Easter pets

By Carlie Kollath/NEMS Daily Journal

TUPELO – Cute and cuddly is in for Easter.
Live, fluffy, white bunnies are selling out across Northeast Mississippi. So are baby chicks with orange, pink and blue feathers.
And don’t forget about the pint-size yellow ducklings, with their little webbed feet.
While some people may fill Easter baskets with chocolate rabbits and marshmallow Peeps, local retailers report brisk sales of live Easter pets. The prices vary depending on the animal, but most range from $2 to $12.
At Union County Feed & Seed, manager Sim Potts said the store this year sold 100 chicks in a day and a half. In Shannon, bunnies that fit in the palm of your hand are the hot item. William Spearman, owner of Agri Farm and Ranch, said rabbits this year sold out within 48 hours.
He’s turning down 10 to 15 customers per day who are looking for rabbits.
“My volume grows every year,” Spearman said. “My limiting factor is being able to acquire the animals.”
According to the National Retail Federation, American shoppers are expected to spend $13 billion on Easter this year.
NRF says the average person will spend about $118, up from $116 last year.
The biggest chunk – $37 – goes to food, followed by $19 for clothing. Expenditures for gifts and candy come in next, according to the survey.
Pets aren’t mentioned in the survey, but local co-ops and feed stores say the furry and feathered critters must be popular, if their in-store sales are any indicator.
“We had our best day of the year yesterday,” Potts said Friday at the New Albany store. He cited the combined sales of Easter and gardening supplies for spring.
At Trace Feed and Farm Supply in Tupelo, employee Elzie Johnson said he’s sold a lot of ducks and rabbits to people during the past two weeks.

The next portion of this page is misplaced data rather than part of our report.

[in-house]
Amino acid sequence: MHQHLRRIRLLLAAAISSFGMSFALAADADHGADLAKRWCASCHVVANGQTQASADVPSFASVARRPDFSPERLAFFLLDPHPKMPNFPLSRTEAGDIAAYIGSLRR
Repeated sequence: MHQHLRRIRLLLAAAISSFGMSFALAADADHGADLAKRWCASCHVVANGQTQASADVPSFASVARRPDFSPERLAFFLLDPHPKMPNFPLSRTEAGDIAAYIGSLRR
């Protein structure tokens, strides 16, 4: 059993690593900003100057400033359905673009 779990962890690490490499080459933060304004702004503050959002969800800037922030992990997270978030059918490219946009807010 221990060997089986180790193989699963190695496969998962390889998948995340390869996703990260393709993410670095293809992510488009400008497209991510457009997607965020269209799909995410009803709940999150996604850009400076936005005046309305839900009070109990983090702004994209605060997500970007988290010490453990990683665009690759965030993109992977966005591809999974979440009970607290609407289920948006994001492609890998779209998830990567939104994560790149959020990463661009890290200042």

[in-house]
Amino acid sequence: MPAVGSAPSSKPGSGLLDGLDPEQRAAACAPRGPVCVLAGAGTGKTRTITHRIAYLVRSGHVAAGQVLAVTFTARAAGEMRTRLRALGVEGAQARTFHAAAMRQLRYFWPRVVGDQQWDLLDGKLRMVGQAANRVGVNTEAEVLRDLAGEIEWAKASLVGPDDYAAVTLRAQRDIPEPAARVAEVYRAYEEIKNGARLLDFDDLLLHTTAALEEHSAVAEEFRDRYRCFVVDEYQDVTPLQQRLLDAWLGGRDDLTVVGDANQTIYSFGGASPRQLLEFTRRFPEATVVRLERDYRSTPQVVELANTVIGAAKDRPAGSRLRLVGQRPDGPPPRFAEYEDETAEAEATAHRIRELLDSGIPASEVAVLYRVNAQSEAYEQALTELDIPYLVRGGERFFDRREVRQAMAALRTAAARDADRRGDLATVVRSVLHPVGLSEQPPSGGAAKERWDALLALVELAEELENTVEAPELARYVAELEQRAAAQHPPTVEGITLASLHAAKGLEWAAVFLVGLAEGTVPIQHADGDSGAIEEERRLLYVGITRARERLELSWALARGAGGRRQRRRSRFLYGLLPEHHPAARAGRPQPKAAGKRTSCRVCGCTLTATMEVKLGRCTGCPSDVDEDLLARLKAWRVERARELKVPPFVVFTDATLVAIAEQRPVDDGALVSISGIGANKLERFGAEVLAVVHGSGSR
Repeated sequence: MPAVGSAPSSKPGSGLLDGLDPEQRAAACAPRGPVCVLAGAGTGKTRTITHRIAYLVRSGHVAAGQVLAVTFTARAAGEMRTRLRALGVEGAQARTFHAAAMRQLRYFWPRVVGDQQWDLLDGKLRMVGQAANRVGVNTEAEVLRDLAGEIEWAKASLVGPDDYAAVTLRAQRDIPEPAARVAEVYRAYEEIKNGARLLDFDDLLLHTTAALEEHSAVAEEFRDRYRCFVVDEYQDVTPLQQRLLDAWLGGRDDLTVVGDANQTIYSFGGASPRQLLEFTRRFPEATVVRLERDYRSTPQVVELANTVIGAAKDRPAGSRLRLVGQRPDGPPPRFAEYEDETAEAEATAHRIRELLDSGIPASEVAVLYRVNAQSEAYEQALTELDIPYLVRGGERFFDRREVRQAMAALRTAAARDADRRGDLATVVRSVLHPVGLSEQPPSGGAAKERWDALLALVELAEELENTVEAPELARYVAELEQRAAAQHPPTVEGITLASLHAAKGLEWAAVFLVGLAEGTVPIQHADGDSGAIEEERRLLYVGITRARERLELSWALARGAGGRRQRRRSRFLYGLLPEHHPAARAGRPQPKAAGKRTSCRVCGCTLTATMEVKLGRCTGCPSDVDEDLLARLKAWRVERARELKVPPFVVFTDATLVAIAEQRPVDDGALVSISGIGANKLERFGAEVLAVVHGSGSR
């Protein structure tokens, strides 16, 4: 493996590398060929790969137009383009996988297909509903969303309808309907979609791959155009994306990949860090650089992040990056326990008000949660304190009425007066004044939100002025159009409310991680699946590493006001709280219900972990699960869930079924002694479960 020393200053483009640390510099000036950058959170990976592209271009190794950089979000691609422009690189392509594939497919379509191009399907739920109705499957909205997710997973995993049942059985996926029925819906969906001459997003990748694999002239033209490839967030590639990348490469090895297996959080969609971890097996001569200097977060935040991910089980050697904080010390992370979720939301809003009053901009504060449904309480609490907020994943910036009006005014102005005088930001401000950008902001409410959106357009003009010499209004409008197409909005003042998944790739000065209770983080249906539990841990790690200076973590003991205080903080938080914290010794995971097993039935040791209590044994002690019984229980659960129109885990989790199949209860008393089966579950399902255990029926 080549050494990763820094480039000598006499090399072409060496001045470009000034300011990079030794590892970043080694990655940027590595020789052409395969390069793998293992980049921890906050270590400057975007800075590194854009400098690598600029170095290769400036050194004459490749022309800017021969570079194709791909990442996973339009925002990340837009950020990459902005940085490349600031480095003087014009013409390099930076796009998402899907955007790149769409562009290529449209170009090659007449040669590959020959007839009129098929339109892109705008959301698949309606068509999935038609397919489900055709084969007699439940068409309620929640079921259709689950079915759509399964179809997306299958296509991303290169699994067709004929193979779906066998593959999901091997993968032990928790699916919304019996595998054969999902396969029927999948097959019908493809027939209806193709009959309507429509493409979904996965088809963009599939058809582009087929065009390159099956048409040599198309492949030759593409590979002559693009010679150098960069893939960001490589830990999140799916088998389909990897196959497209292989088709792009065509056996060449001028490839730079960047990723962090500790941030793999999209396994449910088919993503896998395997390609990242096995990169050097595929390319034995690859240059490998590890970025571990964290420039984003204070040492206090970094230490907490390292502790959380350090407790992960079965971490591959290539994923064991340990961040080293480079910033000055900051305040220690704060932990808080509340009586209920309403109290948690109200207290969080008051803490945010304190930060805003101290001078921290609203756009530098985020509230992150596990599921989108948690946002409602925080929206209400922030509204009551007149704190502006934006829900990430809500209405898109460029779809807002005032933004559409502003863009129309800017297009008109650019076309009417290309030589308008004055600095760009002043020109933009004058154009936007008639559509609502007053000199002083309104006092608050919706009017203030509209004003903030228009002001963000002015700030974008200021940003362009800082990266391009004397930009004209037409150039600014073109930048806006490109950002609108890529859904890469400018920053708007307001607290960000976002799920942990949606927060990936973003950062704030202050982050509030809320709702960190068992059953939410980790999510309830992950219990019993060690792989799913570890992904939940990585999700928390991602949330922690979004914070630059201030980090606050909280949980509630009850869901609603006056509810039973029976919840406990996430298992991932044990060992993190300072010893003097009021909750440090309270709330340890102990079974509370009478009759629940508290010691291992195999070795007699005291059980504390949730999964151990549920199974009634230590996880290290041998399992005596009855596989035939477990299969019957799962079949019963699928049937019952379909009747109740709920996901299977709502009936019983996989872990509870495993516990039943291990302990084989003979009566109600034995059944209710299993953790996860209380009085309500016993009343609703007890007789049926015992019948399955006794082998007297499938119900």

Usually, the customers are parents with boys and girls ages 1 to 8.
“Sometimes, some teenagers come out,” he said.
But overall, he said bunny and duck sales are slower than last year.
“People just aren’t putting down their money like they used to,” he said.
Plus, pets require additional items, such as food and a cage.
Johnson said parents frequently buy animals and bring them back in a week after they’ve taken pictures with them.
Pet rabbits often are turned loose in yards.
But it’s the ducks that get set free the most, said Trace Feed owner Andy Luckett.
“When the new wears off, there are a lot of places to find them a home,” he said.
Many are dumped or set free – depending on your perspective – at Ballard Park in Tupelo.
Yet, the store employees say many of the pets go on to live long lives with their owners, who return for a new pet every year.
Johnson said he can see the appeal of Easter pets, especially rabbits, because they are easy to care for.
“But you don’t want to get a male and a female together,” he said. “You’ll have a problem.”

Contact Carlie Kollath at (662) 678-1598 or carlie.kollath@djournal.com.

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